U.S. island regions in the Caribbean and Pacific pose many challenges to the accurate modeling and prediction of hazardous wave-dominated storm surge inundation events. The relative importance of physical processes leading to inundation in steep-sloped, reef-edged island environments differs from those in milder-sloped mainland environments. Relatively little research has been done in these environments, constituting a significant knowledge gap. To compound this uncertainty, little observational data are available in many island environments. As a result, the U.S. National Weather Service (NWS) currently lacks operational surge and inundation guidance for these regions. An exception to this general data scarcity is Puerto Rico and the U.S. Virgin Islands (USVI), which frequently experience strong tropical and extra-tropical storms resulting in high waves, storm surge, and river flooding. A large number of observational instruments have been deployed here, many by IOOS Caribbean Regional Association partners, creating a valuable resource for the evaluation and advancement of operational wave/surge/inundation models of these areas.
Three teams – an operational assessment team (federal user group), a numerical modeling team and a data management team – will work together to accomplish the following tasks:
- Model, test case and metric selection: All teams jointly define desired operational inundation model improvements in Puerto Rico and USVI, and identify candidate models to meet those needs. The data team selects test cases for model evaluation and compiles these into an islands inundation data set, compliant with the COMT’s Cyber-Infrastructure standards. All teams jointly define a set of metrics for model evaluation and comparison.
- Model comparison over reef transects: The modeling team performs detailed cross-reef simulations with coupled spectral wave and hydrodynamic models to evaluate performance on a physics process basis. Results are compared with observations and against phase-resolving wave models (which are too expensive for operational use, but will provide useful benchmark results).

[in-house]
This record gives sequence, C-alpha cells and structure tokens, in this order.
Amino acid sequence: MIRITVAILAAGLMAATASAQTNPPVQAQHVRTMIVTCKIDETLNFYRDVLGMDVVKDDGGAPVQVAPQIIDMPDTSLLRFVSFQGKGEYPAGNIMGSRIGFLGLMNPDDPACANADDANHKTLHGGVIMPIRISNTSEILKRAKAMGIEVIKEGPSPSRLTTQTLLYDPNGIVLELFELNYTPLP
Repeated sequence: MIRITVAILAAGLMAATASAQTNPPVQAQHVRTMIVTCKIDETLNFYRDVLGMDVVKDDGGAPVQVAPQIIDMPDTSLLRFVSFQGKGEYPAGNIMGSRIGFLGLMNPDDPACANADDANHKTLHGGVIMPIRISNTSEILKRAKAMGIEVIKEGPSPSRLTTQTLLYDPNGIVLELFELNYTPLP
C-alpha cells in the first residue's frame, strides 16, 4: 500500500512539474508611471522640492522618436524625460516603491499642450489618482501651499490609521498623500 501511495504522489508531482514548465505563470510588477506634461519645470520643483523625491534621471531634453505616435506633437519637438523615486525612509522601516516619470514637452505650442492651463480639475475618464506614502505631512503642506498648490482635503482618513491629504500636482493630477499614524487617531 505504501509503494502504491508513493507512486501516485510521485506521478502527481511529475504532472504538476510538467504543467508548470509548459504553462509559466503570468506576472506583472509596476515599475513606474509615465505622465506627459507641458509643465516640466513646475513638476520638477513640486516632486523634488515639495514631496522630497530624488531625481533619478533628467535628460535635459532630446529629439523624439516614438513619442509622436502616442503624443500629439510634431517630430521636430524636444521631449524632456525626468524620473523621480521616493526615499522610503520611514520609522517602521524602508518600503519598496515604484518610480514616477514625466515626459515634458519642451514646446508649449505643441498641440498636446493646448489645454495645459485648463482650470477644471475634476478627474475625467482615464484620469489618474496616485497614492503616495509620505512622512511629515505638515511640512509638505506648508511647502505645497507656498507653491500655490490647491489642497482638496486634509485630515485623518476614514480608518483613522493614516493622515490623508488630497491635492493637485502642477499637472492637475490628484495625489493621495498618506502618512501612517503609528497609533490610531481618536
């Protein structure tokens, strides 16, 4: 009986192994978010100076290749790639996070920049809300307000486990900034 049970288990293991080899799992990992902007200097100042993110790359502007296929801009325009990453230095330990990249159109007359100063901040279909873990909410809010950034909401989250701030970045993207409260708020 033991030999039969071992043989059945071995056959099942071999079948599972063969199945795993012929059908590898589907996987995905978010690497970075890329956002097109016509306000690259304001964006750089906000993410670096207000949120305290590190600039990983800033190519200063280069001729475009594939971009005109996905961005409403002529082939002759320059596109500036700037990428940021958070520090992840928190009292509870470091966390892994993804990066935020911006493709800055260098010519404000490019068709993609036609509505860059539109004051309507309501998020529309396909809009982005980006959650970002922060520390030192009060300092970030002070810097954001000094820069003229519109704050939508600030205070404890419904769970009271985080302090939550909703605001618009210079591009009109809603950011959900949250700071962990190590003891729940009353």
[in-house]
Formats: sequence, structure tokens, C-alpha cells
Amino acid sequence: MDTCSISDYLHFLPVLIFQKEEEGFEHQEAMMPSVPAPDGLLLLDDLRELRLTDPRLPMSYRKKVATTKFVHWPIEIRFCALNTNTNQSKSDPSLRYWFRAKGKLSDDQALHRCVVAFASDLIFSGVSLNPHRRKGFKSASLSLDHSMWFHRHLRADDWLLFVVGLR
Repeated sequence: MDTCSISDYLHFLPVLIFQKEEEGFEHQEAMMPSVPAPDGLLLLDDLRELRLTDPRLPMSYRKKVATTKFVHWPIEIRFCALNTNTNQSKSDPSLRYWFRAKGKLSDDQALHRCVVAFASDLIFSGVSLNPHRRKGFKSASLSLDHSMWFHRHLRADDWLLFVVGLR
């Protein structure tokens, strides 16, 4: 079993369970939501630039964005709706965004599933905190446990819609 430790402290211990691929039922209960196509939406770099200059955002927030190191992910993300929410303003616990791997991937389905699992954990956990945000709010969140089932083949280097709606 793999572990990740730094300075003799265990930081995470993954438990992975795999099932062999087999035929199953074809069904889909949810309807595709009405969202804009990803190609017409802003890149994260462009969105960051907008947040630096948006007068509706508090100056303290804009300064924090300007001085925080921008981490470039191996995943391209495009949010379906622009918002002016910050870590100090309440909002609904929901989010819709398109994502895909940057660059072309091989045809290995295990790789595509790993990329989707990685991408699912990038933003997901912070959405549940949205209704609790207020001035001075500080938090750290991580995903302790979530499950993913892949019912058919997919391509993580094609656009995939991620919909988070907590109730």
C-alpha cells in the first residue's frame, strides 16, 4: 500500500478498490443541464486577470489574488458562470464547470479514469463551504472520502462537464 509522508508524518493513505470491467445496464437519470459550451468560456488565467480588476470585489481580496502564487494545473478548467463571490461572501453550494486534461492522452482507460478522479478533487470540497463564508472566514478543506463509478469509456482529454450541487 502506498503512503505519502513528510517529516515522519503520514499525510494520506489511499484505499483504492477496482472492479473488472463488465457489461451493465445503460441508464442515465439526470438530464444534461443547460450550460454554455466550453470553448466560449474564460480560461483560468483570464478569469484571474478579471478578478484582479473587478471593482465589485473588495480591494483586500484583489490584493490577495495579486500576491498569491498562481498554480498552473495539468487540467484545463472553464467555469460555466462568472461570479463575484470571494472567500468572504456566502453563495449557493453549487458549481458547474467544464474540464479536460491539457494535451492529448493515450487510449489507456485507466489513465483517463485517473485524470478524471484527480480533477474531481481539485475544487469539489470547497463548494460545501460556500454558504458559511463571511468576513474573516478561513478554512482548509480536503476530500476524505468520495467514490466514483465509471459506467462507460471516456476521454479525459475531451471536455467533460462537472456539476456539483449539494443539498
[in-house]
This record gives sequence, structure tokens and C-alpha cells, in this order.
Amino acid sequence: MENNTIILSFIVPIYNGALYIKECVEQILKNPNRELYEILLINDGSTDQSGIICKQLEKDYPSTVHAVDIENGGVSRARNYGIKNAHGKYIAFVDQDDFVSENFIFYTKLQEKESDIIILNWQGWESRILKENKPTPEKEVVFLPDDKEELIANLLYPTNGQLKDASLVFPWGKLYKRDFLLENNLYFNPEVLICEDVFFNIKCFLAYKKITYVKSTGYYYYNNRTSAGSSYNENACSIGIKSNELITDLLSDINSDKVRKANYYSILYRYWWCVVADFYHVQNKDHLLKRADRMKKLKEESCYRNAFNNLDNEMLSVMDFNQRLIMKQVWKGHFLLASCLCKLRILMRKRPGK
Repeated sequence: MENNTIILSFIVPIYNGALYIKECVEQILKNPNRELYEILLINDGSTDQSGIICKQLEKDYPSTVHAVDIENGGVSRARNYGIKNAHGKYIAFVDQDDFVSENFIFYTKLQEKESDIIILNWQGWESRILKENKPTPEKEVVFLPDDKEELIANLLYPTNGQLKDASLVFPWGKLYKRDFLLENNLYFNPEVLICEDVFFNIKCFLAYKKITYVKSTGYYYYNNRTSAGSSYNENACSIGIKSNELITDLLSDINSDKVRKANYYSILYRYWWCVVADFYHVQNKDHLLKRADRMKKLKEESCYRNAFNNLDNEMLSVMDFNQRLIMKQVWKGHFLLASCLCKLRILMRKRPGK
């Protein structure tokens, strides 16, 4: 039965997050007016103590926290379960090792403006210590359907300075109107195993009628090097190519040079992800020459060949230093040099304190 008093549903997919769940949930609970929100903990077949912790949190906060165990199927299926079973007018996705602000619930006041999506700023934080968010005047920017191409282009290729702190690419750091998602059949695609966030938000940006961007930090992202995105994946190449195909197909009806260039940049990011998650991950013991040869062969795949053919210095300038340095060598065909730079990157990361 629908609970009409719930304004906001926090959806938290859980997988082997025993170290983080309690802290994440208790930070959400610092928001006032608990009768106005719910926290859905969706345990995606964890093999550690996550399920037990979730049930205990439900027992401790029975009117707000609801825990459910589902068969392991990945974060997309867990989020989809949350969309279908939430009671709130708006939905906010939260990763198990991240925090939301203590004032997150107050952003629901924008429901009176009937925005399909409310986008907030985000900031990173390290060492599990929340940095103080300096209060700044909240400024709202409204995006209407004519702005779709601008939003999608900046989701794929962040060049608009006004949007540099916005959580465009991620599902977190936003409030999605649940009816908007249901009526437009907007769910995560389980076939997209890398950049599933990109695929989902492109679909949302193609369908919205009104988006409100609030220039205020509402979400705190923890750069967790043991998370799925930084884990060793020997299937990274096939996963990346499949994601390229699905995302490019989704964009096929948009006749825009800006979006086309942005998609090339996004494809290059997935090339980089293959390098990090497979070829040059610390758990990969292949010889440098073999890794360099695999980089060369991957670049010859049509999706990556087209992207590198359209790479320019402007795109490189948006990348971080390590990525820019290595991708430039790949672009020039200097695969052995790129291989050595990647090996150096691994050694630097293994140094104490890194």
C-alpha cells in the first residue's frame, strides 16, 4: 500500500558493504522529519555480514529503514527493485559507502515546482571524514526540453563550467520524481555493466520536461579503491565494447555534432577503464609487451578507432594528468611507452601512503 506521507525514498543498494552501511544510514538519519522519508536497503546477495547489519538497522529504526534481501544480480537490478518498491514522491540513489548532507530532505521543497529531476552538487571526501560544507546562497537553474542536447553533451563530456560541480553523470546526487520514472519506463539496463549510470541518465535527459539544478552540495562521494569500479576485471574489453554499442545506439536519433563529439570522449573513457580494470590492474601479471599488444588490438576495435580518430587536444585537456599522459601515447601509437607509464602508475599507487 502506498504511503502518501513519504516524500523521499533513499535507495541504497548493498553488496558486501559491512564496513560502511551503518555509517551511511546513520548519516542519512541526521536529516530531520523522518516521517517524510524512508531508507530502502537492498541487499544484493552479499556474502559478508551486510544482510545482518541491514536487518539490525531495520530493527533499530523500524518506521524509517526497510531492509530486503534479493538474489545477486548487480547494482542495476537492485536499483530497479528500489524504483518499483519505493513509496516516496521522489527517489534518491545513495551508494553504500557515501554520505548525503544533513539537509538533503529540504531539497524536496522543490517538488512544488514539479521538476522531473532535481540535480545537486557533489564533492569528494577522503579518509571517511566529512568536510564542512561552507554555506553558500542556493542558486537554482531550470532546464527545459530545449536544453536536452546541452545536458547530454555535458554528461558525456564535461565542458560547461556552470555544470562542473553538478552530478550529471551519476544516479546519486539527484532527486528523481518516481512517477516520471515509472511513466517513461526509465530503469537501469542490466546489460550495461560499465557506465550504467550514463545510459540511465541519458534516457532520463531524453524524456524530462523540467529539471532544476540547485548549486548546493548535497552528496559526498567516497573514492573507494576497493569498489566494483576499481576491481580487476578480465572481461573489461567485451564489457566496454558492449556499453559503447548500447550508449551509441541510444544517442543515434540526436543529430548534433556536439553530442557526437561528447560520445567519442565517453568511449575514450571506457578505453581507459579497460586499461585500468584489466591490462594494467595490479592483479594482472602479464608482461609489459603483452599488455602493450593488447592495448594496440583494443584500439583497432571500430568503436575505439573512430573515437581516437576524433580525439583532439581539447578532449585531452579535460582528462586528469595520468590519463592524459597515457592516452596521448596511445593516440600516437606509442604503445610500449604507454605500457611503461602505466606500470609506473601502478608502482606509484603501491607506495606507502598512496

- Model comparison for regional field cases: The modeling team performs model evaluations over complex regional field cases, featuring hurricane meteorological forcing, high-resolution bathymetry and topography, roughness values derived from benthic maps and rainfall run-off inputs. Model performance will be compared for accuracy and computational requirements.
Final evaluation, recommendations and dissemination: All teams will compile joint recommendations regarding the most suitable model or models for near-term and long-term operational implementation. Recommendations will also be made regarding current and future observational networks and field campaigns. All teams will provide assistance in the transition of the recommended model, incl. setting up COMET web-based training materials, if required.
Project Lead is Andre van der Westhuysen, NOAA Affiliate.
Visualization and Data Access Services for COMT Model and Data Archive:
SciWMS is a Python-based set of visualization services (OGC WMS) including support for structured and unstructured grids – this prototype is working with FVCOM and ADCIRC and will be extended to other models. SciWMS image below for Ruoying He’s model rendered directly from a DAP server.
The goal of this project is to improve the function and performance of SciWMS so it can be used to visualize all compliant model results and observational data stored on the COMT archive server and to develop a SciWMS based web client to perform the visualization. All related source code will be archived and made available via github. Documentation and deployment tools will be created to allow IOOS RA’s and others to rapidly deploy similar SciWMS-based web clients to visualize compliant data on other Thredds servers.
The project includes 3 major tasks:
- Develop, demonstrate and make available a web client to allow users to browse and visualize compliant model results and observational data in the COMT archive.
- The web client will access the catalog of model and observation data harvested by the GeoPortal catalog hosted by NGDC.
- Complete SciWMS improvements and documentation and make SciWMS available to the community. SciWMS provides visualization of model grids, including unstructured model grids such as FVCOM.
See the current visualization system at comt.ioos.us.
Project Lead is Eoin Howlett, RPS-ASA.